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This article was published 16/1/2014 (1313 days ago), so information in it may no longer be current.
WASHINGTON -- With his country's foreign minister in tow, Canadian Ambassador Gary Doer walked the marble corridors of the Capitol on Wednesday pitching the prize his nation is seeking: the Keystone XL pipeline.
"It always makes more sense, in our view, to get energy from middle North America than the Middle East," Doer said after a session with Sen. Heidi Heitkamp, D-N.D., a Keystone supporter.
Backing a project bitterly opposed by environmentalists is something of a shift for Doer. During his three terms as premier of Manitoba, he built a reputation as a champion of combating global warming. He backed the Kyoto Protocol to cut global carbon emissions, pushed to shut coal-fired power plants and promoted renewable energy such as wind and hydro power. He was named by Businessweek in 2005 as one of 20 people leading the fight against climate change.
'It always makes more sense, in our view, to get energy from middle North America than the Middle East' -- Canadian Ambassador Gary Doer
Now Doer is on the other side of an issue that has inflamed his one-time climate allies.
"I'm just trying to put the puck in the net," Doer said in an interview last month at the expansive Canadian Embassy in Washington, a little more than a slapshot from the Capitol and decorated with drawings of Niagara Falls, a walrus and a polar bear.
While environmentalists consider Keystone an assault on the climate, Canada is counting on TransCanada Corp.'s $5.4-billion project to connect its vast reserves of crude oil to the world's largest refining centre along the U.S. coast of the Gulf of Mexico. The pipeline would help oilsands developers reach their goal of doubling production by 2025 and raise the prices they are paid for the fossil fuel -- putting pressure on Doer and his colleagues to make a case in Washington.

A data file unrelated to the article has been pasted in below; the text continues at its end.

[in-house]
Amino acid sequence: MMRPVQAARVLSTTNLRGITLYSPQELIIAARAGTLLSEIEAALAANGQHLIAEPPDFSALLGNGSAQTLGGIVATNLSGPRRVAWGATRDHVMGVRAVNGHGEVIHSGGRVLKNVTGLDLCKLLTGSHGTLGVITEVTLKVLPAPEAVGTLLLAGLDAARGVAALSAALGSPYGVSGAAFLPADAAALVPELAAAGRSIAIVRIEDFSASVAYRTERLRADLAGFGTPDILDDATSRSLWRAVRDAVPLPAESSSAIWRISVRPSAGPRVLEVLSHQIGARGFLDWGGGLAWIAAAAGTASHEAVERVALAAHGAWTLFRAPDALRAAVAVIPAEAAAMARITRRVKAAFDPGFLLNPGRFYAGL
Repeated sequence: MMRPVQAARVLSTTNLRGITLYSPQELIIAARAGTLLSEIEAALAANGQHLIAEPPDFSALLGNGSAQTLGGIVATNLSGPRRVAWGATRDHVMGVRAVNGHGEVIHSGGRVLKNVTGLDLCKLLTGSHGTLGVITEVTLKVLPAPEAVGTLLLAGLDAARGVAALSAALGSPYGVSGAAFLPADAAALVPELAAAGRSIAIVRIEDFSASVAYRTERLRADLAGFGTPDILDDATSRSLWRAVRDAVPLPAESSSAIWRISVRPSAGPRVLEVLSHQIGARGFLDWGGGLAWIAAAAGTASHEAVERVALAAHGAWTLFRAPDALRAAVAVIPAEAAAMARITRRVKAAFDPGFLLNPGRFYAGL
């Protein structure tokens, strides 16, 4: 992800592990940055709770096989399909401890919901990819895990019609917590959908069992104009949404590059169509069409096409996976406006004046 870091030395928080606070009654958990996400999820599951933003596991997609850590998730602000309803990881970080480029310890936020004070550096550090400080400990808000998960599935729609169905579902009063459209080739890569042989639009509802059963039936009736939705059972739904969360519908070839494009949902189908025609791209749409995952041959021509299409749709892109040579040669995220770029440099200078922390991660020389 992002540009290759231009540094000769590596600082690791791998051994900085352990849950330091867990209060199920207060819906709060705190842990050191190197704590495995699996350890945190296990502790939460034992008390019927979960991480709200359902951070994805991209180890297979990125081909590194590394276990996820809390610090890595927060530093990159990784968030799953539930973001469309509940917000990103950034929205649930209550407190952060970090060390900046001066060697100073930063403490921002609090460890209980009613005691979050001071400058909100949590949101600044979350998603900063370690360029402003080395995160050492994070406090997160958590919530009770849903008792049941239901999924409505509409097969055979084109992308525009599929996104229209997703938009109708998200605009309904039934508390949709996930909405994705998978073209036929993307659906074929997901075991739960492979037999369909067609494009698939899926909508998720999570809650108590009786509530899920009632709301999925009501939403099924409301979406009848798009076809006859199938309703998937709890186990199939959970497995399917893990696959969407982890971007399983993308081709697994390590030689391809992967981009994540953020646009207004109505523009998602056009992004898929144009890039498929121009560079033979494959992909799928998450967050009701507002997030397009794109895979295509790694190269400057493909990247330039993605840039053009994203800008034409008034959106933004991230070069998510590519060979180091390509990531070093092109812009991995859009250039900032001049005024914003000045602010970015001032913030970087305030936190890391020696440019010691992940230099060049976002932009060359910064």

Visitor logs show Doer has been a frequent visitor to the White House. He also meets regularly with U.S. and Canadian media outlets as well as labour groups and government agencies, highlighting the benefits of Keystone to both countries.
In October, the embassy co-hosted an event with an oil- industry group whose members include Exxon Mobil Corp., Chevron Corp. and Dow Chemical Co. Wednesday, Doer took Foreign Minister John Baird to Capitol Hill, where he met with Democrats and Republicans.
"He is an immensely pragmatic politician," said Keith Stewart, a climate and energy campaigner for Greenpeace Canada, which opposes the pipeline. "As premier of Manitoba, being good on climate is good politics. It's not part of the job description to be Canada's ambassador to Washington."
In the interview at the embassy, Doer dismissed opposition to Keystone as uninformed and driven by an "environmental industry" in Washington that has turned the controversy into a tool for fundraising. He said he promoted oil and gas development when he was premier, too.
"My view is the oil is coming from Canada now," he said. "It's just a question of how it gets there."
Trains that fill a gap in transport capacity release more greenhouse gases and aren't as safe as pipelines, Doer said. Canada is a reliable U.S. ally, and its oil will displace imports from Venezuela, which isn't, Doer said.
With greying hair and a slightly grizzled voice, Doer, 65, has built his career, from president of the Manitoba Government Employees' Association to chief of his nation's most important embassy, by nurturing relationships. He employs humour, energy and a deft personal touch.
Keystone is testing his salesmanship skills. Keystone XL critics, including supporters of U.S. President Barack Obama, say it would deepen climate risks by promoting development of Alberta's carbon-heavy oilsands. Obama said in a June speech on climate change he wouldn't back the project if it would significantly increase carbon-dioxide emissions.
A draft environmental analysis prepared for the U.S. State Department said it wouldn't, because Alberta's oilsands would be developed even if the pipeline didn't go forward. The U.S. Environmental Protection Agency called for a fuller review. Environmental groups also challenged the finding.
-- Bloomberg News